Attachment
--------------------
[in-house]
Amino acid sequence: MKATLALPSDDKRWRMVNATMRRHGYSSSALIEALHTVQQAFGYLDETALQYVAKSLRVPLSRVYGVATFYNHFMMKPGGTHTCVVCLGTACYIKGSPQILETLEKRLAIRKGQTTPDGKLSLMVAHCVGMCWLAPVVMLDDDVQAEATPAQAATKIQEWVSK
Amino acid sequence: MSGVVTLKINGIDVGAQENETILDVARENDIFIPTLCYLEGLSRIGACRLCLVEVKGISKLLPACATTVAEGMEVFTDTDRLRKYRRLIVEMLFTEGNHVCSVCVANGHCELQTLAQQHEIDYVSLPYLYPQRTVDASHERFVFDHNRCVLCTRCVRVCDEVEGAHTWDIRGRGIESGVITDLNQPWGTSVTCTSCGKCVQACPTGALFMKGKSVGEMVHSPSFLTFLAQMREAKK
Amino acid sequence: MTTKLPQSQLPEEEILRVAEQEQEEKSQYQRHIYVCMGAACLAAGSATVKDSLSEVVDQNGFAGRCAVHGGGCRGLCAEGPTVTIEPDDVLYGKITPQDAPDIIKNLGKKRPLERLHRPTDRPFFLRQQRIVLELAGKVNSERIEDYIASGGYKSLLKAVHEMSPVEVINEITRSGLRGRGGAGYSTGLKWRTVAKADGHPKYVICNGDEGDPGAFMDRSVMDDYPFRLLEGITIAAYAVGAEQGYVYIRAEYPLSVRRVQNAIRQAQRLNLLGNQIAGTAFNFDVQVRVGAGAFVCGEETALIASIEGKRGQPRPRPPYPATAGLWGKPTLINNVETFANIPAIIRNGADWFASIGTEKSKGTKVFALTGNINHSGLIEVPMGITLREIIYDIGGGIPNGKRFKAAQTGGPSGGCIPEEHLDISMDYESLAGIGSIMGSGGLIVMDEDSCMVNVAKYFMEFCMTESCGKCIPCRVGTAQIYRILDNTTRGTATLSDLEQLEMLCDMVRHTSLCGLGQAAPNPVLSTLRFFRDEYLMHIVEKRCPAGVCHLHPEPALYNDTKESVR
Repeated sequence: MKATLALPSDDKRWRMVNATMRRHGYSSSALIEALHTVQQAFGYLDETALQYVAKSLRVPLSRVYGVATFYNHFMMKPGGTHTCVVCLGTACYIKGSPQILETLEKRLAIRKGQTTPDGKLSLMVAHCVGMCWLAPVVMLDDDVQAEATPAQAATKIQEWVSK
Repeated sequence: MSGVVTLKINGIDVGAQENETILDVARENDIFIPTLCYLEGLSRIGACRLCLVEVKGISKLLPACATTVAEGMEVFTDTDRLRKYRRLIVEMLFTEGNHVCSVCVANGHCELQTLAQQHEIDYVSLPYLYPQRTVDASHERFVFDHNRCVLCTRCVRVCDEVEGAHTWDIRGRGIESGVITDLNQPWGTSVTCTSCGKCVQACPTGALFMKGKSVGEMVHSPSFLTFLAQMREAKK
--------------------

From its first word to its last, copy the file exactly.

[in-house]
Amino acid sequence: MKATLALPSDDKRWRMVNATMRRHGYSSSALIEALHTVQQAFGYLDETALQYVAKSLRVPLSRVYGVATFYNHFMMKPGGTHTCVVCLGTACYIKGSPQILETLEKRLAIRKGQTTPDGKLSLMVAHCVGMCWLAPVVMLDDDVQAEATPAQAATKIQEWVSK
Amino acid sequence: MSGVVTLKINGIDVGAQENETILDVARENDIFIPTLCYLEGLSRIGACRLCLVEVKGISKLLPACATTVAEGMEVFTDTDRLRKYRRLIVEMLFTEGNHVCSVCVANGHCELQTLAQQHEIDYVSLPYLYPQRTVDASHERFVFDHNRCVLCTRCVRVCDEVEGAHTWDIRGRGIESGVITDLNQPWGTSVTCTSCGKCVQACPTGALFMKGKSVGEMVHSPSFLTFLAQMREAKK
Amino acid sequence: MTTKLPQSQLPEEEILRVAEQEQEEKSQYQRHIYVCMGAACLAAGSATVKDSLSEVVDQNGFAGRCAVHGGGCRGLCAEGPTVTIEPDDVLYGKITPQDAPDIIKNLGKKRPLERLHRPTDRPFFLRQQRIVLELAGKVNSERIEDYIASGGYKSLLKAVHEMSPVEVINEITRSGLRGRGGAGYSTGLKWRTVAKADGHPKYVICNGDEGDPGAFMDRSVMDDYPFRLLEGITIAAYAVGAEQGYVYIRAEYPLSVRRVQNAIRQAQRLNLLGNQIAGTAFNFDVQVRVGAGAFVCGEETALIASIEGKRGQPRPRPPYPATAGLWGKPTLINNVETFANIPAIIRNGADWFASIGTEKSKGTKVFALTGNINHSGLIEVPMGITLREIIYDIGGGIPNGKRFKAAQTGGPSGGCIPEEHLDISMDYESLAGIGSIMGSGGLIVMDEDSCMVNVAKYFMEFCMTESCGKCIPCRVGTAQIYRILDNTTRGTATLSDLEQLEMLCDMVRHTSLCGLGQAAPNPVLSTLRFFRDEYLMHIVEKRCPAGVCHLHPEPALYNDTKESVR
Repeated sequence: MKATLALPSDDKRWRMVNATMRRHGYSSSALIEALHTVQQAFGYLDETALQYVAKSLRVPLSRVYGVATFYNHFMMKPGGTHTCVVCLGTACYIKGSPQILETLEKRLAIRKGQTTPDGKLSLMVAHCVGMCWLAPVVMLDDDVQAEATPAQAATKIQEWVSK
Repeated sequence: MSGVVTLKINGIDVGAQENETILDVARENDIFIPTLCYLEGLSRIGACRLCLVEVKGISKLLPACATTVAEGMEVFTDTDRLRKYRRLIVEMLFTEGNHVCSVCVANGHCELQTLAQQHEIDYVSLPYLYPQRTVDASHERFVFDHNRCVLCTRCVRVCDEVEGAHTWDIRGRGIESGVITDLNQPWGTSVTCTSCGKCVQACPTGALFMKGKSVGEMVHSPSFLTFLAQMREAKK